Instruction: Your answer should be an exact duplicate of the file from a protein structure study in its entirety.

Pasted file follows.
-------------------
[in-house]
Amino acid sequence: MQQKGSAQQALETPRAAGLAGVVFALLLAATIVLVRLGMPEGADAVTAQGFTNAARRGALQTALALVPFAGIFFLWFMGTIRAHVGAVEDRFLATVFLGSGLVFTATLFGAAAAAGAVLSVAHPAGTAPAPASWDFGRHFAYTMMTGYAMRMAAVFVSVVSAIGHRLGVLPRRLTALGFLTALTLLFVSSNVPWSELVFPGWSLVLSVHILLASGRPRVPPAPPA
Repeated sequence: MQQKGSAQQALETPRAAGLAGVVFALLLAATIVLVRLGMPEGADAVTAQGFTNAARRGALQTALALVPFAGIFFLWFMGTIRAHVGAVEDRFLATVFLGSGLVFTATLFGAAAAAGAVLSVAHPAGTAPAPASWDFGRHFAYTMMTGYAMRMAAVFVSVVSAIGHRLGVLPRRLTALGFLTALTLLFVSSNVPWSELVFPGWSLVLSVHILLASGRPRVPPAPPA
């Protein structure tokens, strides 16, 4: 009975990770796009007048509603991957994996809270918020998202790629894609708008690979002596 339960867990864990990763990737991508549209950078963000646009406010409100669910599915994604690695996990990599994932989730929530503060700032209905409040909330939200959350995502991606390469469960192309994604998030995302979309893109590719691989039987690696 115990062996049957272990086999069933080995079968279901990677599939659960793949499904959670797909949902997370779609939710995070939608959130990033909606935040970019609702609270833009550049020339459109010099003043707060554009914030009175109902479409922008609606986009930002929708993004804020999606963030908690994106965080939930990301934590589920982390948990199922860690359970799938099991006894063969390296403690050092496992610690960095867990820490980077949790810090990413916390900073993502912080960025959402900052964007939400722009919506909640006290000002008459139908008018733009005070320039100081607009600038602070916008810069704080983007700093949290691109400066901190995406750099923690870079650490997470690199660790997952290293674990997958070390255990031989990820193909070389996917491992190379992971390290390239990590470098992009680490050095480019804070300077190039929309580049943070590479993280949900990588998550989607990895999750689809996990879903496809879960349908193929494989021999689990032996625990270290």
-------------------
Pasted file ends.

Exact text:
[in-house]
Amino acid sequence: MQQKGSAQQALETPRAAGLAGVVFALLLAATIVLVRLGMPEGADAVTAQGFTNAARRGALQTALALVPFAGIFFLWFMGTIRAHVGAVEDRFLATVFLGSGLVFTATLFGAAAAAGAVLSVAHPAGTAPAPASWDFGRHFAYTMMTGYAMRMAAVFVSVVSAIGHRLGVLPRRLTALGFLTALTLLFVSSNVPWSELVFPGWSLVLSVHILLASGRPRVPPAPPA
Repeated sequence: MQQKGSAQQALETPRAAGLAGVVFALLLAATIVLVRLGMPEGADAVTAQGFTNAARRGALQTALALVPFAGIFFLWFMGTIRAHVGAVEDRFLATVFLGSGLVFTATLFGAAAAAGAVLSVAHPAGTAPAPASWDFGRHFAYTMMTGYAMRMAAVFVSVVSAIGHRLGVLPRRLTALGFLTALTLLFVSSNVPWSELVFPGWSLVLSVHILLASGRPRVPPAPPA
């Protein structure tokens, strides 16, 4: 009975990770796009007048509603991957994996809270918020998202790629894609708008690979002596 339960867990864990990763990737991508549209950078963000646009406010409100669910599915994604690695996990990599994932989730929530503060700032209905409040909330939200959350995502991606390469469960192309994604998030995302979309893109590719691989039987690696 115990062996049957272990086999069933080995079968279901990677599939659960793949499904959670797909949902997370779609939710995070939608959130990033909606935040970019609702609270833009550049020339459109010099003043707060554009914030009175109902479409922008609606986009930002929708993004804020999606963030908690994106965080939930990301934590589920982390948990199922860690359970799938099991006894063969390296403690050092496992610690960095867990820490980077949790810090990413916390900073993502912080960025959402900052964007939400722009919506909640006290000002008459139908008018733009005070320039100081607009600038602070916008810069704080983007700093949290691109400066901190995406750099923690870079650490997470690199660790997952290293674990997958070390255990031989990820193909070389996917491992190379992971390290390239990590470098992009680490050095480019804070300077190039929309580049943070590479993280949900990588998550989607990895999750689809996990879903496809879960349908193929494989021999689990032996625990270290």